New heart failure agent doubles mortality benefit of ACE inhibitors
Results of the Prospective comparison of ARNI with ACEI to Determine Impact on Global Mortality and morbidity in Heart Failure trial (PARADIGM-HF)Presented at the ESC Congress 2014 by: Milton PACKER (Dallas, US)
The PARADIGM-HF study investigated the experimental agent LCZ696 in patients with chronic heart failure with reduced ejection fraction (HFrEF). LCZ696 is a first-in-class angiotensin receptor–neprilysin inhibitor (ARNI). The agent is an angiotensin receptor blocker chemically bound to a neprilysin inhibitor, which separate when entering the body, to each do their job. It has different mechanisms of action on the neurohormonal system of the heart, such that it not only reduces the strain on the heart, but also promotes recovery of the heart muscle.
The PARADIGM-HF trial was a randomised, double-blind, phase III outcome study that compared the efficacy and safety of LCZ696 (pill) twice daily with enalapril, in almost 8500 patients with HFrEF. The study was designed specifically to test if LCZ696 can replace the use of ACE inhibitors, in addition to other recommended treatments. The primary endpoint was a composite of time to first occurrence of either CV mortality or hospitalisation for HF. The PARADIGM-HF study was stopped early (after a median follow-up of 27 months), when the composite endpoint was met in an interim analysis.
- The primary endpoint of CV mortality and HF hospitalisation was incrementally lower during follow-up up to 1260 days after randomisation with LCZ696 treatment as compared with enalapril (21.8% vs. 26.5%, HR: 0.80, 95%CI: 0.73-0.87, P=0.0000002), yielding a Number Needed to Treat (NNT) of 21.
- CV mortality was also incrementally lower with LCZ696 (13.3% vs. 16.5% 1260 days after randomisation: HR: 0.80, 95%CI: 0.71-0.89, P=0.00004, NNT=32).
- The secondary endpoint of all-cause mortality was also consistently lower during follow-up (17.0% vs. 19.8%), yielding HR: 0.84 (95%CI: 0.76-0.93, P<0.0001) with LCZ696 as compared with enalapril at 1260 days after randomisation.
- LCZ696 was also more effective than enalapril in reducing HF hospitalisation (12,8% vs, 15,6%, HR: 0.79, P<0.0001), and in improving symptoms and physical limitations of HF.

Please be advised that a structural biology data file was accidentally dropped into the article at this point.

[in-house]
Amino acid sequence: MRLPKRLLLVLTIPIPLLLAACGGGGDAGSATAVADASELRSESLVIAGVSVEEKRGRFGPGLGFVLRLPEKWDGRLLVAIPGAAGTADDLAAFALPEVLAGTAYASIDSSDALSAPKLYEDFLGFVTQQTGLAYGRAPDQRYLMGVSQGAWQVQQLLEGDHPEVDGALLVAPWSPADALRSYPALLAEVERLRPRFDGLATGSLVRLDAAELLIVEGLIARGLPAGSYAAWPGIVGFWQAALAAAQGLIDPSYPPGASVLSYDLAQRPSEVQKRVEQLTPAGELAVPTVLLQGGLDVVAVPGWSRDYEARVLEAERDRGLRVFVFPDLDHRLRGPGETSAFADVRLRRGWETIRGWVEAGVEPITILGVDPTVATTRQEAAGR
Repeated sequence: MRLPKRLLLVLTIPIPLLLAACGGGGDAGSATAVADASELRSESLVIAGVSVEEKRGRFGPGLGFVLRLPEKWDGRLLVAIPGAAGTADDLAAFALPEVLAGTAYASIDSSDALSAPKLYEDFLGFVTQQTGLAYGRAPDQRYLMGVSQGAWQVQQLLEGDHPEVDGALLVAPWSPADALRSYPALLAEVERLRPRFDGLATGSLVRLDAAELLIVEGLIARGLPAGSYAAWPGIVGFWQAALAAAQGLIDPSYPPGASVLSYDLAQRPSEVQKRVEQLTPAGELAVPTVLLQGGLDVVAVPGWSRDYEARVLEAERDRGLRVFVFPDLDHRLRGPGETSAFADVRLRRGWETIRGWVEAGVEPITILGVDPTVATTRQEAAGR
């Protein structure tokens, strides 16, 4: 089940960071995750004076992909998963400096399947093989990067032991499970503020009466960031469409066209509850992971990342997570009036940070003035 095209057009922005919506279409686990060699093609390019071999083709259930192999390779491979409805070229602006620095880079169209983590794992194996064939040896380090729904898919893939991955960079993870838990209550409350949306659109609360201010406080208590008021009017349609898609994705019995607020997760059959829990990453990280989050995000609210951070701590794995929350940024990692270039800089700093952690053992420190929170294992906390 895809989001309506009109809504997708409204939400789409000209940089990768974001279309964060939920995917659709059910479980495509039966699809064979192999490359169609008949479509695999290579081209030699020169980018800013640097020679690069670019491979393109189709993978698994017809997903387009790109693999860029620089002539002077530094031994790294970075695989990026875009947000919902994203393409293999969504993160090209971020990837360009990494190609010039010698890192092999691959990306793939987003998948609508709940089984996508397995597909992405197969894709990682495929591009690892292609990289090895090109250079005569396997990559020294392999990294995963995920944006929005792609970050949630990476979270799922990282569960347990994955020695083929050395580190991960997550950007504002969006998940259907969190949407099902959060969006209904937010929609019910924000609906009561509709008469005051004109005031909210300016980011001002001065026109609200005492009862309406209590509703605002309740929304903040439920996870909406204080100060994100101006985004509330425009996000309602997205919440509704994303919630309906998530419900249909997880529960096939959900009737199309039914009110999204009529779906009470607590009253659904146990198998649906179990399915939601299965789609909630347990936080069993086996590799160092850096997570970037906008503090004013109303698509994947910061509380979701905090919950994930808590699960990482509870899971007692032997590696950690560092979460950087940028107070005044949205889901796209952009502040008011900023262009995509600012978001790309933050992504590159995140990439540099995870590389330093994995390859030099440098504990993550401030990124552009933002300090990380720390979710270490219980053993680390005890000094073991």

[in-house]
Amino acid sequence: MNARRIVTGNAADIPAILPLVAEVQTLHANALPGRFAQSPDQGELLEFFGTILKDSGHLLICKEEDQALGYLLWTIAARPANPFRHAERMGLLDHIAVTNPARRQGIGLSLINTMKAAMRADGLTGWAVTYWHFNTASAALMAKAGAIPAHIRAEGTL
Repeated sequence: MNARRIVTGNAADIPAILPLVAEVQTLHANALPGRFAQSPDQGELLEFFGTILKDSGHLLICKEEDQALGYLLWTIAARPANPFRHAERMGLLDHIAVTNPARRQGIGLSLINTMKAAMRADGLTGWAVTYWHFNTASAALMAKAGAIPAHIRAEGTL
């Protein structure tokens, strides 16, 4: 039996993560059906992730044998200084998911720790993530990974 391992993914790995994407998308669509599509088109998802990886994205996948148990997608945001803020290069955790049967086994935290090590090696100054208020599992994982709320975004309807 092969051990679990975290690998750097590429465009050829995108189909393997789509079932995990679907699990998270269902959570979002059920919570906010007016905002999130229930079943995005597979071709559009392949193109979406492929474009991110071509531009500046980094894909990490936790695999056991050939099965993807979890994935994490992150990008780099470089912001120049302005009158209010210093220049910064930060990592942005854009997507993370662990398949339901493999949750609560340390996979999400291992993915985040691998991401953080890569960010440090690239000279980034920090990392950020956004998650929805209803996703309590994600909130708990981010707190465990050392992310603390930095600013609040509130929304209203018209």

- LCZ696 was better tolerated than enalapril, and less likely to cause cough, hyperkalemia or renal impairment or be discontinued for an adverse event.
More hypotension was seen, but no increase in discontinuations.
No increase in risk of serious angioedema was observed.
As expected based on the early termination of the study, the results of LCZ696 are very positive as compared to the current cornerstone therapy of chronic heart failure with ACE-inhibitors. While ACE inhibitors reduce CV mortality by 18%, LCZ696 adds another 20% to this. Dr. Packer went as far as to conclude that LCZ696 should replace current use of ACE inhibitors and angiotensin receptor blockers in the management of chronic heart failure.
Download McMurray PARADIGM NEJM 2014 PACE.pptx
In the discussion after the presentation in the press conference the question whether subgroups exist that may not benefit from this ARNI was asked. The observed effect was incredibly consistent across all subgroups. No subgroup could be identified that did not benefit. African-Americans did not form an exception to this.
Dr. Packer believes that the ARNI positively affects the rate of progression of HF, and that it can reduce hospitalisations. He is convinced that LCZ669 changes the natural history of HF. When asked whether they agree with dr. Packer, the members of the discussion panel answer that the presented results are striking and robust. Although they want to read the full paper, they are excited about these long awaited results. A member says to be in favour of a Fast Track designation for approval.
The article by McMurray et al., was published today in NEJM.
- Our reports are based on information made available at the ESC congress -